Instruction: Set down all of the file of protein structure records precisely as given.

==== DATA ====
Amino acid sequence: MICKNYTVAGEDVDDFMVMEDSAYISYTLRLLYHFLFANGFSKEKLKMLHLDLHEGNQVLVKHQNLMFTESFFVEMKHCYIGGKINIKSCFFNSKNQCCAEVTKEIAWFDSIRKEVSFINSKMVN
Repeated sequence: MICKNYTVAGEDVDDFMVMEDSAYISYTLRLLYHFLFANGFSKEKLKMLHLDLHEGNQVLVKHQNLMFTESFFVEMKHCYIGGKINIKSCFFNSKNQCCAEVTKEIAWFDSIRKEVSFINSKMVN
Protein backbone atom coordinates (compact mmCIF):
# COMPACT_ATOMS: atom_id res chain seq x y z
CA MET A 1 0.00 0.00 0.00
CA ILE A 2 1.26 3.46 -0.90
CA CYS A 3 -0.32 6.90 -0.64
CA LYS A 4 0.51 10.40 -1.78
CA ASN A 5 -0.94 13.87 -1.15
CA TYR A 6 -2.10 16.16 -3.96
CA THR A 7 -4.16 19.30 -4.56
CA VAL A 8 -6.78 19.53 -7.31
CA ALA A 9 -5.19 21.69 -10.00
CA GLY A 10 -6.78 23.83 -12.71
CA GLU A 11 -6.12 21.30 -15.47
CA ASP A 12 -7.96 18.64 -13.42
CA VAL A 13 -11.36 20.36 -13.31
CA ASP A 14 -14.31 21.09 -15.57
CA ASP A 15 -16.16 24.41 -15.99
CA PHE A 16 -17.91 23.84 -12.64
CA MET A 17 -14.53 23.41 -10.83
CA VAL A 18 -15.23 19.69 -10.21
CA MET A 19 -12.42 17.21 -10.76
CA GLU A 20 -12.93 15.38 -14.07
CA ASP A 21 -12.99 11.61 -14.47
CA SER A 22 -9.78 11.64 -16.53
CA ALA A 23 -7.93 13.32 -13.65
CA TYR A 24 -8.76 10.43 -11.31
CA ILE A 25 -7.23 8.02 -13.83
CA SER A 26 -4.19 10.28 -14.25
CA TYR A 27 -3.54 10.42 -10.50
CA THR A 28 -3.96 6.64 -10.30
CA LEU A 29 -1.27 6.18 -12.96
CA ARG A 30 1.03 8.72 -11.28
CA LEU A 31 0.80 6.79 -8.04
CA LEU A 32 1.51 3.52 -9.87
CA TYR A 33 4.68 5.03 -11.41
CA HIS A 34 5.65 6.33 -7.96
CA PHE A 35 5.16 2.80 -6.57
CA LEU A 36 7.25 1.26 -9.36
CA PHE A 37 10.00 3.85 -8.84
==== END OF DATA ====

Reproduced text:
Amino acid sequence: MICKNYTVAGEDVDDFMVMEDSAYISYTLRLLYHFLFANGFSKEKLKMLHLDLHEGNQVLVKHQNLMFTESFFVEMKHCYIGGKINIKSCFFNSKNQCCAEVTKEIAWFDSIRKEVSFINSKMVN
Repeated sequence: MICKNYTVAGEDVDDFMVMEDSAYISYTLRLLYHFLFANGFSKEKLKMLHLDLHEGNQVLVKHQNLMFTESFFVEMKHCYIGGKINIKSCFFNSKNQCCAEVTKEIAWFDSIRKEVSFINSKMVN
Protein backbone atom coordinates (compact mmCIF):
# COMPACT_ATOMS: atom_id res chain seq x y z
CA MET A 1 0.00 0.00 0.00
CA ILE A 2 1.26 3.46 -0.90
CA CYS A 3 -0.32 6.90 -0.64
CA LYS A 4 0.51 10.40 -1.78
CA ASN A 5 -0.94 13.87 -1.15
CA TYR A 6 -2.10 16.16 -3.96
CA THR A 7 -4.16 19.30 -4.56
CA VAL A 8 -6.78 19.53 -7.31
CA ALA A 9 -5.19 21.69 -10.00
CA GLY A 10 -6.78 23.83 -12.71
CA GLU A 11 -6.12 21.30 -15.47
CA ASP A 12 -7.96 18.64 -13.42
CA VAL A 13 -11.36 20.36 -13.31
CA ASP A 14 -14.31 21.09 -15.57
CA ASP A 15 -16.16 24.41 -15.99
CA PHE A 16 -17.91 23.84 -12.64
CA MET A 17 -14.53 23.41 -10.83
CA VAL A 18 -15.23 19.69 -10.21
CA MET A 19 -12.42 17.21 -10.76
CA GLU A 20 -12.93 15.38 -14.07
CA ASP A 21 -12.99 11.61 -14.47
CA SER A 22 -9.78 11.64 -16.53
CA ALA A 23 -7.93 13.32 -13.65
CA TYR A 24 -8.76 10.43 -11.31
CA ILE A 25 -7.23 8.02 -13.83
CA SER A 26 -4.19 10.28 -14.25
CA TYR A 27 -3.54 10.42 -10.50
CA THR A 28 -3.96 6.64 -10.30
CA LEU A 29 -1.27 6.18 -12.96
CA ARG A 30 1.03 8.72 -11.28
CA LEU A 31 0.80 6.79 -8.04
CA LEU A 32 1.51 3.52 -9.87
CA TYR A 33 4.68 5.03 -11.41
CA HIS A 34 5.65 6.33 -7.96
CA PHE A 35 5.16 2.80 -6.57
CA LEU A 36 7.25 1.26 -9.36
CA PHE A 37 10.00 3.85 -8.84